NPC17-Reflection

The National Principals Conference in Philly came at the perfect time for me. I recently completed my certification as a superintendent and had been trying to find a central office job. Unsuccesfully. I felt like I wasn’t good enough as I was passed over for two positions and not even considered for several others. Maybe I wasn’t as good as I thought I was.

At the last minute I decided to attend NPC 17. Mainly because it was close to home and also because I felt like I needed a break from the office. I was beyond surprised by how inspirational the three days were. Over the passed few years I had focused on technology conferences – PETE and C and ISTE. Turns out what I needed was a kick in the pants from my tribe. Most everyone in every room was a principal. WE all had some semblance of what was going on in each others’ lives. Many connections were instantaneous. No one had to warm up to other people because we were all in the same boat.

In my professional life I have moved around a good bit. First between teaching jobs and then pushing up the administrative ladder. I always felt as though I had made the decision to move on because I had given all that I had. NPC17 in many ways proved my thoughts to be incorrect. Upon reflection it seems that I was leaving those positions because I was scared. Not fearful necessarily but scared to push the envelope a little bit more. There are great leaders out there doing amazing things. I wasn’t and still am not being truly amazing for my people.

When I was reflecting on my admin career while in Philly I remembered all the great ideas that I had when I started as an assistant principal. I made some pretty amazing connections with parents, students and staff. Even when I became a principal I was full of passion. I wanted to do this right and impact my community. Recently I have allowed myself to be content. To be lazy. To stop pushing the envelope.

That ends this year. People are probably going to think I went around the bend. It’s going to be tough to make a pretty big change after being the same guy for eight years but it must be done. I need to bring the passion back for myself but more importantly I owe it to my students, my teachers and my community.

Thank you to everyone who attended NPC 17. I was inspired greatly by so many that I won’t even try to list.

The Status Quo

There is a key point that I always keep in mind when hiring new teachers: We do not want the teacher we hire to become more like us; we want our school to become more like them. The gist of that statement comes form Todd Whitaker in his book What Great Principals Do Differently or maybe it was from a presentation I heard him do but either way I’ve always attributed the thought to him.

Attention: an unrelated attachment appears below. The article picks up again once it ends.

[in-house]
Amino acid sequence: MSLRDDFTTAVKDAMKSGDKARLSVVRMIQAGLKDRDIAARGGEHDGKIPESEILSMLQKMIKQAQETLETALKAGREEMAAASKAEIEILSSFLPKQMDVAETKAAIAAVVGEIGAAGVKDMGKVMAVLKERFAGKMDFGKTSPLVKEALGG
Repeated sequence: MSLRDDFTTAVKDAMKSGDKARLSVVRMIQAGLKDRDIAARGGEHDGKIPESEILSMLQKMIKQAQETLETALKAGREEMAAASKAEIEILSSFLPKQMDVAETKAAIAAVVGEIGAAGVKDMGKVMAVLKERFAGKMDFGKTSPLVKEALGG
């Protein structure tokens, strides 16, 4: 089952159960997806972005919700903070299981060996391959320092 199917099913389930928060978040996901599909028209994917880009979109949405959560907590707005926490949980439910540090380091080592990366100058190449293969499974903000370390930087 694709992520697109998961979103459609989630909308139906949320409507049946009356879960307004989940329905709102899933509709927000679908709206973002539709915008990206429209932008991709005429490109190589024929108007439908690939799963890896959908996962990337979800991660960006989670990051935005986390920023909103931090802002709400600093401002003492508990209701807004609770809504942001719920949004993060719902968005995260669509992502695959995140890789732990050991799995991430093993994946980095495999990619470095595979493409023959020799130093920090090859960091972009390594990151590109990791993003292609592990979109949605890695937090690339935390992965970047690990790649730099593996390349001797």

By this tenet I want to be an organization that continually grows. I never want to become stagnant in the way we think or the way we interact. New blood allows us all to become better; challenges us to change for the betterment of our kids. While I’m a proponent of allowing autonomy among the teachers, I also understand that everyone has an impact on everyone else. Ask not for whom the bell tolls…and all that! Which leads me to the status quo and this blog post by Greg Miller: You Weren’t Hired to Maintain the Status Quo.

The post came at a very important time for me. Having just completed interviews for a teaching position I was left with the undesirable decision of whether to hire a new graduate or an applicant who had extensive substituting experience in the district. I chose the candidate that best fit my tenet from above: Which candidate do we want our school to be more like? While I will hang my hat on the fact that the best applicant for our students was chosen, it was still one of the hardest phone calls I’ve ever had to make. The easy decision would have been to hire from the substitute pool but the interview team felt that this applicant made our school better and I couldn’t disagree. In Dr. Miller’s blog he quotes Dr. Justin Tarte, “You weren’t hired to maintain the status quo; you were hired to make a difference and make an impact.”

Dr. Tarte and Dr. Miller were using that statement to talk about hiring teachers. It is also important to remember as administrators. Whoever hired us didn’t do so because we were exactly like the last person. We were hired to make our schools and districts better. We were hired because someone thought we could make an impact. We were hired because we are risk takers and capacity builders.  We were hired because we love kids and someone believed that these kids deserved us. We should never lose sight of that. Sometimes that means making the tough choices. It means upsetting someone as well as the status quo. It means always making the students the focus of your decision making. And it means that sometimes people aren’t going to like us.

Another motivational guy on Twitter, Salome Thomas-El put it this way:

 

That sounds tough but it’s true. Our jobs aren’t easy and we shouldn’t need to be told that. We chose to be the people who have to make tough decisions and as long as we are making the right decisions for the right reasons we should be able to sleep at night. All of us know people who have chosen not to take that step into administration. This is a big reason why. Does it make me feel good that every year I have fewer friends? Not really. Is it easy for me to see my wife’s disappointment when community members avoid her? Not at all. Does it make me feel good that I am making decisions that positively impact students? You bet.

Besides that, I like dogs.